Infrared imagery is color coded at NASA. It is created at the NASA Jet Propulsion Laboratory in Pasadena, Calif. In the image from earlier today, the strongest, coldest, highest cloud tops that surrounded the center of Rina (the eye) were colder than -63 Fahrenheit (-52 Celsius). The eye showed warmer temperatures, indicating that it may be seen on visible satellite data.

On October 25 at 11 a.m. EDT, Rina continues to strengthen, as is evident from the AIRS infrared imagery showing powerful convection surrounding the eye of the storm. Rina's maximum sustained winds are now up to 105 mph (165 kmh).

Hurricane Rina is closing in on Mexico's Yucatan Peninsula. It is now centered near 17.4 North and 83.9 West, about 300 miles (480 km) east-southeast of Chetumal, Mexico and 305 miles (490 km) southeast of Tulum, Mexico. That's not too far away when you consider that the tropical storm-force winds extend out 115 miles (185 km) from the center. The hurricane-force winds, however are confined to a much smaller area at this time- outward 15 miles (30 km) from the center.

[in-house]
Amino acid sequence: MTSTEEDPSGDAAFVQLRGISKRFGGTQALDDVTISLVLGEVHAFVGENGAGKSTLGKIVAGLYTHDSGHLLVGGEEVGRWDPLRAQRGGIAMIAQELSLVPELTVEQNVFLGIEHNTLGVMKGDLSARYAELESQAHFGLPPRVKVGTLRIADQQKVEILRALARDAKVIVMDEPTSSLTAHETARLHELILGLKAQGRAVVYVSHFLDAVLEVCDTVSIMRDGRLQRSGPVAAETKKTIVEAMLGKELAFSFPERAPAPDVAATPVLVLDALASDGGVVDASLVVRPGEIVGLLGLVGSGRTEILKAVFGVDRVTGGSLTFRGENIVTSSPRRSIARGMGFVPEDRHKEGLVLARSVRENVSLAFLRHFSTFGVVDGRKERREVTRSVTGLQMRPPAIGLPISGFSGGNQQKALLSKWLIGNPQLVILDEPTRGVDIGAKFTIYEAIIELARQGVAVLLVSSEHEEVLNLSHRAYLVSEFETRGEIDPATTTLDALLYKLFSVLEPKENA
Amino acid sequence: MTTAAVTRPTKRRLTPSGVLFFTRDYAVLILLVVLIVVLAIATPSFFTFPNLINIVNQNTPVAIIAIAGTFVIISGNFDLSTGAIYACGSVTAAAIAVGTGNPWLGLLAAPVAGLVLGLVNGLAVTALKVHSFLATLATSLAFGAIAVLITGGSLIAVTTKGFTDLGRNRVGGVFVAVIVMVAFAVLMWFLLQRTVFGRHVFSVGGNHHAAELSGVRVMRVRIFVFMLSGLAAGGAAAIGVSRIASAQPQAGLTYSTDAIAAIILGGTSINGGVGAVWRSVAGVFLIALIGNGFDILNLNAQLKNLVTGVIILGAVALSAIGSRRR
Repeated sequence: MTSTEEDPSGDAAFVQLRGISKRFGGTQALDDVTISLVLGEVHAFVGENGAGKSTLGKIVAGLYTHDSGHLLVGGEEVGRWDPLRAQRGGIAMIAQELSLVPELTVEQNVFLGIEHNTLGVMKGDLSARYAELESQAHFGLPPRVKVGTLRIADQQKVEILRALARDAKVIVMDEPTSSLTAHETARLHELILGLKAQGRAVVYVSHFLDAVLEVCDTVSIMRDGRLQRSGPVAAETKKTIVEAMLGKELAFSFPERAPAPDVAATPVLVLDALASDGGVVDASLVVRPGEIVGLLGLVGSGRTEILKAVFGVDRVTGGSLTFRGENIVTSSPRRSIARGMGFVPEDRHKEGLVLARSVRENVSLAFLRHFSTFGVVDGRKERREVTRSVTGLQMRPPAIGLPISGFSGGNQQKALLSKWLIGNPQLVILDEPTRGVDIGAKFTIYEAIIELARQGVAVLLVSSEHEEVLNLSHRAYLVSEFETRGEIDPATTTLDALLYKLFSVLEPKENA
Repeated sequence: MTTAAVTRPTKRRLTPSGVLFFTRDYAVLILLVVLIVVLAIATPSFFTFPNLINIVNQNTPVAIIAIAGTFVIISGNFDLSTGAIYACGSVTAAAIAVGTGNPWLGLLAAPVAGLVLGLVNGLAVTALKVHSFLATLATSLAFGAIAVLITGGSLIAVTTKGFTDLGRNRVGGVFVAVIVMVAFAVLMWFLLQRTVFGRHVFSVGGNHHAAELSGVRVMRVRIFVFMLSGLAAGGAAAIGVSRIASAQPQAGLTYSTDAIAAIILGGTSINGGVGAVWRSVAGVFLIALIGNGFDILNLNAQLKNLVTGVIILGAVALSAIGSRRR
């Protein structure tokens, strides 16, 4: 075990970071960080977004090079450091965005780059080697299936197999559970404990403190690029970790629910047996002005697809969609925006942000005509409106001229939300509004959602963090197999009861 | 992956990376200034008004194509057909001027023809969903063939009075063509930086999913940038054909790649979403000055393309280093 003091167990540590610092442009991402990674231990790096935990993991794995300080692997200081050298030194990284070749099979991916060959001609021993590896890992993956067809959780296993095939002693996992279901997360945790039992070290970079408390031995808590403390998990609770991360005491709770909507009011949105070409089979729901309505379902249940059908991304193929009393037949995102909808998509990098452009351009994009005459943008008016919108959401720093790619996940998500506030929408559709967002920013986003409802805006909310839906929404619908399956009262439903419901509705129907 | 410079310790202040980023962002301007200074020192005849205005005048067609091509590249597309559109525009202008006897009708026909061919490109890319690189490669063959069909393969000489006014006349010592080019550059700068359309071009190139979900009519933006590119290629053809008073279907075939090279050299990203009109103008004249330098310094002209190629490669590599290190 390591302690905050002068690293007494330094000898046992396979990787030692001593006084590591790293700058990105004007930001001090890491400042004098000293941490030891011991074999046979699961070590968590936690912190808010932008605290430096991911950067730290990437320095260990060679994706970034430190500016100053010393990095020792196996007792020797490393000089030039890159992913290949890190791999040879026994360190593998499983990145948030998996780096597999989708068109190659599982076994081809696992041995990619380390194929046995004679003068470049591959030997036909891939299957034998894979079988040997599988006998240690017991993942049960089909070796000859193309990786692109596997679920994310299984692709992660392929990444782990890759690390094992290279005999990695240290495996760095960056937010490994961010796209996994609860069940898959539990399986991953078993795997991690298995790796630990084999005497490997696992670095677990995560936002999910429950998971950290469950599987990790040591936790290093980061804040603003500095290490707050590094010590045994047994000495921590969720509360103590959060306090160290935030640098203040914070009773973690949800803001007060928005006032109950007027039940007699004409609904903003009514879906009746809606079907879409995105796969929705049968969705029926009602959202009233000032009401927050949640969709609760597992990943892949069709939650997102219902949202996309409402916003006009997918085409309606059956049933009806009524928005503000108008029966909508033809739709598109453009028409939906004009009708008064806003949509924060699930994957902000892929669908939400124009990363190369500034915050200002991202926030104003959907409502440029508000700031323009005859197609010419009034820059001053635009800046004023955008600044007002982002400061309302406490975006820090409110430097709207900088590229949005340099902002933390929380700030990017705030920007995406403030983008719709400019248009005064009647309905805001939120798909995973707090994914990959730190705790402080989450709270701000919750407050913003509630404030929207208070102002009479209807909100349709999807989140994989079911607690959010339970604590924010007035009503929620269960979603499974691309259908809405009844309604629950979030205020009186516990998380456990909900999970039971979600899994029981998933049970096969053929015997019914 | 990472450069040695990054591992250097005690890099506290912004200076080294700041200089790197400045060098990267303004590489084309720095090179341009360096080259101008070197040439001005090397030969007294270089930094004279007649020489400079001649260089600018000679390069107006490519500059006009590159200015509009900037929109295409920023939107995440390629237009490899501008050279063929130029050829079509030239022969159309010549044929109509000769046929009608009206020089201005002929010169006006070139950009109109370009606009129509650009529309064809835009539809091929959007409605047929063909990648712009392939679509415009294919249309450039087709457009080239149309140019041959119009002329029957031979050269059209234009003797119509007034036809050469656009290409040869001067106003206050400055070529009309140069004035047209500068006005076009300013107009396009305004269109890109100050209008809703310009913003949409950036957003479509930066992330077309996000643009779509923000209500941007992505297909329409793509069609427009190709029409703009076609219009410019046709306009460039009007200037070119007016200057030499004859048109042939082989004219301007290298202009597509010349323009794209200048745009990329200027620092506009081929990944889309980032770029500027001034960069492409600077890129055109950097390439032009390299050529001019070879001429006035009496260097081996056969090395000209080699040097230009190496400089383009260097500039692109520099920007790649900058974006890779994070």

The National Hurricane Center (NHC) noted that Rina is crawling to the west-northwest near 3 mph (6 kmh) and is expected to turn to the northwest and speed up a little over the next two days. Rina's center is expected to approach the Mexican coastline in the hurricane warning area by Wednesday night or early Thursday. Tropical storm-force winds are expected in the warning area tomorrow (Oct. 26) afternoon, followed by hurricane-strength winds.

Heavy rainfall as seen in NASA AIRS infrared imagery is going to accompany those winds. The NHC is expecting Rina to produce between 8 and 16 inches of rainfall over the eastern Yucatan late Wednesday and early Thursday, as dangerous storm surge hits coastal areas. Storm surge is expected to be as much as 5 to 7 feet above normal tide levels near the track of the storm's center and right of center.